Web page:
Savings aren’t the only thing that can compound over time. Financial advisors need to remind boomers that the cost of health care can compound, too, suggested Ron Mastrogiovanni, president of Healthview Services Inc. The Danvers, Massachussetts, company produces software that financial firms can use to forecast clients’ health care costs in retirement.
“Today’s advisors need to step back from money management and educate clients on the new realities of retirement,” said Mastrogiovanni, whose experience as a co-founder of FundQuest involved providing wealth management solutions to financial institutions. “Health care costs should be part of the equation.”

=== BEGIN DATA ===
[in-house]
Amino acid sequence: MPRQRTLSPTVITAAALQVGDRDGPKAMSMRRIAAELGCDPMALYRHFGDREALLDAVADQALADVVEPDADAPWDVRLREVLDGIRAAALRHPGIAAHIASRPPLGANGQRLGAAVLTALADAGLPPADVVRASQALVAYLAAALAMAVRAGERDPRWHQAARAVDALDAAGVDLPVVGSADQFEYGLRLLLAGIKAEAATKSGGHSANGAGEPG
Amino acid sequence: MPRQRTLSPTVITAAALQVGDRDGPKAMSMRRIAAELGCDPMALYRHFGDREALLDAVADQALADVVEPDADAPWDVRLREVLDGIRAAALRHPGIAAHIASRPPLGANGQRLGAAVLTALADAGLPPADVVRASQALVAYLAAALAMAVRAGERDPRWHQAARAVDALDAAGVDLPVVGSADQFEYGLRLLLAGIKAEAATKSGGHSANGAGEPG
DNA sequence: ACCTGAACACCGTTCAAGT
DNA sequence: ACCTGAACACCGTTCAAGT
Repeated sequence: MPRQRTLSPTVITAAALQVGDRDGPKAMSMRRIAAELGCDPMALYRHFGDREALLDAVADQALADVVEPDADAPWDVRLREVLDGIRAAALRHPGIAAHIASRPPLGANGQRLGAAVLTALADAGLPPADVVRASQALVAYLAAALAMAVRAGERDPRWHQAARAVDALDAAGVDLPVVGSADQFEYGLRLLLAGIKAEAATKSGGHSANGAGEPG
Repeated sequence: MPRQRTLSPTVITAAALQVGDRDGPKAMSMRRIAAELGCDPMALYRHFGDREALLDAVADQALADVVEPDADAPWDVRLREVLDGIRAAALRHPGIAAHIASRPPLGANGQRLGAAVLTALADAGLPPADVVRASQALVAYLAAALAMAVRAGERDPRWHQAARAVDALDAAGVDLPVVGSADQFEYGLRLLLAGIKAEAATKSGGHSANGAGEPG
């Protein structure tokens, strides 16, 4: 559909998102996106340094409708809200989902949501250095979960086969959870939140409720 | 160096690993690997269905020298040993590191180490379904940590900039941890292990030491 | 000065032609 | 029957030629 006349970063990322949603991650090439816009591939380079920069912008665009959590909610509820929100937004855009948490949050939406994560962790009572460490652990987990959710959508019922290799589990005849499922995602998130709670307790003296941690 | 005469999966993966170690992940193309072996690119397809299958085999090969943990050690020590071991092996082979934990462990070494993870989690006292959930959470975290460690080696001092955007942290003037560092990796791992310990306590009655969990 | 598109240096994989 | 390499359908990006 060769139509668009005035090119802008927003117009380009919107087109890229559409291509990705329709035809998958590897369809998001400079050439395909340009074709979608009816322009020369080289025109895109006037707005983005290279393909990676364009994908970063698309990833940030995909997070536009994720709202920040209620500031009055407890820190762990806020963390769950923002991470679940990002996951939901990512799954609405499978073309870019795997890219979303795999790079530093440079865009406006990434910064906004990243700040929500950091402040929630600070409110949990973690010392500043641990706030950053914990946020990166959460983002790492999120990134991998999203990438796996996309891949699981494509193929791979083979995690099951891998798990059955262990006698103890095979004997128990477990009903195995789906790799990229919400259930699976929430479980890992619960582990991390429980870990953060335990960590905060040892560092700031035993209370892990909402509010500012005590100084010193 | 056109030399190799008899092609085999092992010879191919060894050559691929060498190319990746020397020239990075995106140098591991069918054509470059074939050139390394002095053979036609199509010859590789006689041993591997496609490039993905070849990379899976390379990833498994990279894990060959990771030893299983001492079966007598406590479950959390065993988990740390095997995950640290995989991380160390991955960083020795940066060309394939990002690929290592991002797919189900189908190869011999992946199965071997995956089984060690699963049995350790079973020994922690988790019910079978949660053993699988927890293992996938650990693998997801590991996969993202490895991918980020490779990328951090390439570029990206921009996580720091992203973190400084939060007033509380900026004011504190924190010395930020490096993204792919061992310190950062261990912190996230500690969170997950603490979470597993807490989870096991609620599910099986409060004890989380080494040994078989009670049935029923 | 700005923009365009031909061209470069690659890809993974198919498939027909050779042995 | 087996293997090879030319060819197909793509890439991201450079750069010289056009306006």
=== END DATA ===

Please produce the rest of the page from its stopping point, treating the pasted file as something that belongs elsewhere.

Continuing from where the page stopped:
Medicare isn’t the financial panacea it may appear to be. As ThinkAdvisor.com’s Insurance Editor Allison Bell wrote in mid-May, “Younger people and health care policymakers tend to talk as if Medicare is a magic wand that makes patients’ health care costs disappear. Insurance agents and financial advisors know that the opposite is true.”
Citing a new Commonwealth Fund study of Medicare enrollees’ actual expenses, Bell reported that out-of-pocket spending on acute care and long-term care averaged $3,024 per person last year. For a typical couple with household income of $65,000, out-of-pocket health care expenses added up to $6,972, or 11% of their income.